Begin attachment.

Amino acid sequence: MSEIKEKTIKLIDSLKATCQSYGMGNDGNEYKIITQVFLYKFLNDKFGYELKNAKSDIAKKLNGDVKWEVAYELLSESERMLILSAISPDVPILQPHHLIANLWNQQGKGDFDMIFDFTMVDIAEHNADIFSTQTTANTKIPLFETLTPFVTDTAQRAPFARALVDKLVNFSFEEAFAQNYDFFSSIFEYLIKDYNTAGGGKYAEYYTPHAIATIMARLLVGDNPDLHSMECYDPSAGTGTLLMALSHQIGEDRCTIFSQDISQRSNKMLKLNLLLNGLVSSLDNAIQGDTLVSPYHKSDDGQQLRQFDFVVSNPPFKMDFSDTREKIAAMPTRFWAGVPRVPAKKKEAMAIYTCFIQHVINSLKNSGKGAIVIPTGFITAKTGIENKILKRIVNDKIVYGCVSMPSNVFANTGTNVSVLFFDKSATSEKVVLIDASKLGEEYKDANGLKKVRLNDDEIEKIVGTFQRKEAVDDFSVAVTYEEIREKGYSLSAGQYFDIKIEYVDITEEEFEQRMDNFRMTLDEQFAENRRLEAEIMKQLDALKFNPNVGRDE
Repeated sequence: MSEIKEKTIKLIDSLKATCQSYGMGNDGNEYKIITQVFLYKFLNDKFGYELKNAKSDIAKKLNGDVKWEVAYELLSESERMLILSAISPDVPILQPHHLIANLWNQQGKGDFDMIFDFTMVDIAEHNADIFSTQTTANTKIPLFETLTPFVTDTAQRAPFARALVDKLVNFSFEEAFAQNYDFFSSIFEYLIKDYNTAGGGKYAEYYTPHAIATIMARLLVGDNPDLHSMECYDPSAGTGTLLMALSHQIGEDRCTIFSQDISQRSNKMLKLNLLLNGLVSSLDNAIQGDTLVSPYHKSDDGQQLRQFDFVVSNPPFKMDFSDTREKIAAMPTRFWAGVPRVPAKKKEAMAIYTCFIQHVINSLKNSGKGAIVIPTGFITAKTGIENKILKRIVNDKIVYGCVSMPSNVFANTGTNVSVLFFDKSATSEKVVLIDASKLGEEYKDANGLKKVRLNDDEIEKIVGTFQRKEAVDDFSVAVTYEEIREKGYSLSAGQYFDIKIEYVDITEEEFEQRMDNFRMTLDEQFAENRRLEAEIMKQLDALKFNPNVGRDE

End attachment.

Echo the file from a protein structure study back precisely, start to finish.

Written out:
Amino acid sequence: MSEIKEKTIKLIDSLKATCQSYGMGNDGNEYKIITQVFLYKFLNDKFGYELKNAKSDIAKKLNGDVKWEVAYELLSESERMLILSAISPDVPILQPHHLIANLWNQQGKGDFDMIFDFTMVDIAEHNADIFSTQTTANTKIPLFETLTPFVTDTAQRAPFARALVDKLVNFSFEEAFAQNYDFFSSIFEYLIKDYNTAGGGKYAEYYTPHAIATIMARLLVGDNPDLHSMECYDPSAGTGTLLMALSHQIGEDRCTIFSQDISQRSNKMLKLNLLLNGLVSSLDNAIQGDTLVSPYHKSDDGQQLRQFDFVVSNPPFKMDFSDTREKIAAMPTRFWAGVPRVPAKKKEAMAIYTCFIQHVINSLKNSGKGAIVIPTGFITAKTGIENKILKRIVNDKIVYGCVSMPSNVFANTGTNVSVLFFDKSATSEKVVLIDASKLGEEYKDANGLKKVRLNDDEIEKIVGTFQRKEAVDDFSVAVTYEEIREKGYSLSAGQYFDIKIEYVDITEEEFEQRMDNFRMTLDEQFAENRRLEAEIMKQLDALKFNPNVGRDE
Repeated sequence: MSEIKEKTIKLIDSLKATCQSYGMGNDGNEYKIITQVFLYKFLNDKFGYELKNAKSDIAKKLNGDVKWEVAYELLSESERMLILSAISPDVPILQPHHLIANLWNQQGKGDFDMIFDFTMVDIAEHNADIFSTQTTANTKIPLFETLTPFVTDTAQRAPFARALVDKLVNFSFEEAFAQNYDFFSSIFEYLIKDYNTAGGGKYAEYYTPHAIATIMARLLVGDNPDLHSMECYDPSAGTGTLLMALSHQIGEDRCTIFSQDISQRSNKMLKLNLLLNGLVSSLDNAIQGDTLVSPYHKSDDGQQLRQFDFVVSNPPFKMDFSDTREKIAAMPTRFWAGVPRVPAKKKEAMAIYTCFIQHVINSLKNSGKGAIVIPTGFITAKTGIENKILKRIVNDKIVYGCVSMPSNVFANTGTNVSVLFFDKSATSEKVVLIDASKLGEEYKDANGLKKVRLNDDEIEKIVGTFQRKEAVDDFSVAVTYEEIREKGYSLSAGQYFDIKIEYVDITEEEFEQRMDNFRMTLDEQFAENRRLEAEIMKQLDALKFNPNVGRDE